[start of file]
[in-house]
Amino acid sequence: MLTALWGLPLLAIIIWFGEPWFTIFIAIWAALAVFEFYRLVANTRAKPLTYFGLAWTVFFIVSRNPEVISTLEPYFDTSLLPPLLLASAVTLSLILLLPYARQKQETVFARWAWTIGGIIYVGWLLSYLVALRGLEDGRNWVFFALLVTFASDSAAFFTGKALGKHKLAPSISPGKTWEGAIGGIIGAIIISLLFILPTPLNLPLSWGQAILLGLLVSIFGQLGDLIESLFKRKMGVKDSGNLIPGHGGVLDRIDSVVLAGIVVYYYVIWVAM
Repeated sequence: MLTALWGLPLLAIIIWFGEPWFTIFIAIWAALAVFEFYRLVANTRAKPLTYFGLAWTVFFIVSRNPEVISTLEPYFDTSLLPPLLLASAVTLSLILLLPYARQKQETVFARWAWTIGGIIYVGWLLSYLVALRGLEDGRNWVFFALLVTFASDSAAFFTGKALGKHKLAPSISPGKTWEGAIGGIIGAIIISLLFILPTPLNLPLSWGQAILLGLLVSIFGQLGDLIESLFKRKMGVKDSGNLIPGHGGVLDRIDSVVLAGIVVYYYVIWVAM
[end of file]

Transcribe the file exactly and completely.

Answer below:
[in-house]
Amino acid sequence: MLTALWGLPLLAIIIWFGEPWFTIFIAIWAALAVFEFYRLVANTRAKPLTYFGLAWTVFFIVSRNPEVISTLEPYFDTSLLPPLLLASAVTLSLILLLPYARQKQETVFARWAWTIGGIIYVGWLLSYLVALRGLEDGRNWVFFALLVTFASDSAAFFTGKALGKHKLAPSISPGKTWEGAIGGIIGAIIISLLFILPTPLNLPLSWGQAILLGLLVSIFGQLGDLIESLFKRKMGVKDSGNLIPGHGGVLDRIDSVVLAGIVVYYYVIWVAM
Repeated sequence: MLTALWGLPLLAIIIWFGEPWFTIFIAIWAALAVFEFYRLVANTRAKPLTYFGLAWTVFFIVSRNPEVISTLEPYFDTSLLPPLLLASAVTLSLILLLPYARQKQETVFARWAWTIGGIIYVGWLLSYLVALRGLEDGRNWVFFALLVTFASDSAAFFTGKALGKHKLAPSISPGKTWEGAIGGIIGAIIISLLFILPTPLNLPLSWGQAILLGLLVSIFGQLGDLIESLFKRKMGVKDSGNLIPGHGGVLDRIDSVVLAGIVVYYYVIWVAM